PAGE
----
O, what authority and show of truth
Can cunning sin cover itself withal!
Comes not that blood as modest evidence
To witness simple virtue? Would you not swear,
All you that see her, that she were a maid,
By these exterior shows? But she is none.
Claudio’s willed commitment to reading Hero’s blush as “guiltiness, not modesty” (42) suggests that the real problem linking the two plots of the play is the collapse of the tension between women-as-different and women-as-the-same into one incoherent category of woman-as-different-from-herself. The audience then and the audience now are in a position to understand that widespread cultural suspicion of women, surrogate wooing, and Don John’s theatrical illusionism have combined to interrupt the wedding of Hero and Claudio. The audience is also in a position to appreciate the irony of Benedick and Beatrice relinquishing their resistance to marriage and exchanging protestations of love at the very moment when the grounds for mutual suspicion between the sexes seem to have widened. A subtler irony may reside in the complexities of Benedick’s situation as the lapsed misogynist learns of one danger in love he had not foreseen, one other rational reason to remain resistant. That is, even as he gives up misogyny and trusts Beatrice’s word for Hero’s innocence, he finds a new way in which love may be hazardous to one’s health: when he rashly asks Beatrice to “bid me do anything for thee,” she promptly replies, “Kill Claudio” (4.1.302–3). “Ha! Not for the wide world,” comes his automatic reply.
The recuperative necessities of comic closure that will not allow Hero to die or remain dishonored by an unforgiven Claudio also prevent Benedick from having to follow up on the challenge he flings at Claudio and Don Pedro, from having to act irrevocably upon his decision to sacrifice old loyalties to male companions to new loyalties to his future companion in marriage. But the final entrance of the bridal party, with not just the reborn Hero but all the women wearing masks, suggests that the old cultural categories that produce suspicion and slander remain largely untouched by the theatrical manipulations of the Friar and the rapprochement of Beatrice and Benedick. Even the words of Claudio’s question, “Which is the lady I must seize upon?” (5.4.54) in their traditional suggestions of coercion and violence suggest the social manipulations that are required to separate men and women from the companionship of their own sex and precipitate them into the terrifying private world of heterosexual union for life. Perhaps this is why Benedick insists on ending the play not with a wedding but with the stately, regulated movements of a communal dance in which the couples move not singly, but together, and no man is yet wearing horns.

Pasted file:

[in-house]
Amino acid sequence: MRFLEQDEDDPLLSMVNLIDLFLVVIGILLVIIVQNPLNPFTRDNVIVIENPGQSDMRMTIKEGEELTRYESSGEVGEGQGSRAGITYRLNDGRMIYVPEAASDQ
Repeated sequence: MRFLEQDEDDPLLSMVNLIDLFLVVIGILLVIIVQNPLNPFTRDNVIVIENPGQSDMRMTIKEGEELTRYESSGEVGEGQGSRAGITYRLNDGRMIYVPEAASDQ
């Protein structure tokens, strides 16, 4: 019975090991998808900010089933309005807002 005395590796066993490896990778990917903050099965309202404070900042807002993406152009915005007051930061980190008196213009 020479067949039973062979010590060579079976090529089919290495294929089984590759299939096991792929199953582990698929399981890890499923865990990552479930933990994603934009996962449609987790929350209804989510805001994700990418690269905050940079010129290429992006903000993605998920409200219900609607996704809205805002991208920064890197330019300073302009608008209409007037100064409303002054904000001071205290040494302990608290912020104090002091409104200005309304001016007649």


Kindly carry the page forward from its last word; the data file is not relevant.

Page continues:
1. My emphasis. Note here that the original stage directions include the entrance of Leonato’s wife, Innogen, but that editors in this text like others omit her on the plausible ground that she has no words at all, appearing in the text no place but here and in the entrance direction for 2.1. This essay is much indebted to the essays by Carol Cook, Jean E. Howard, and Claire McEachern, which are cited in full in the suggestions for further reading.
2. See Carol Cook, “ ‘The Sign and Semblance of Her Honor’: Reading Gender Difference in Much Ado About Nothing,” PMLA 101 (1986): 187.
3. For a brilliant application of this speech, see Harry Berger, Jr., “Against the Sink-a-Pace: Sexual and Family Politics in Much Ado About Nothing,” Shakespeare Quarterly 33 (1982): 302–3.
4. Ibid., p. 308.
5. See Ralph A. Houlbrooke, English Family Life, 1576–1716 (Oxford: Basil Blackwell, 1988), pp. 15–17. For an extended discussion of seventeenth-century discussions of marriage conduct books, see Mary Beth Rose, The Expense of Spirit: Love and Sexuality in English Renaissance Drama (Ithaca: Cornell University Press, 1988), pp. 116–31.
6. Howard Bloch, Medieval Misogyny and the Invention of Western Romantic Love (Chicago: University of Chicago Press, 1991), pp. 196–97.
7. Berger, “Against the Sink-a-Pace,” p. 307.
8. On this categorical instability, see Peter Stallybrass, “Patriarchal Territories: The Body Enclosed,” in Rewriting the Renaissance: The Discourses of Sexual Difference in Early Modern Europe, ed. Margaret W. Ferguson, Maureen Quilligan, and Nancy Vickers (Chicago: University of Chicago Press, 1986), p. 133.
9. Jean E. Howard, “Renaissance antitheatricality and the politics of gender and rank in Much Ado About Nothing,” in Jean E. Howard and Marion F. O’Connor, eds., Shakespeare Reproduced (London: Methuen, 1987), pp. 172–73.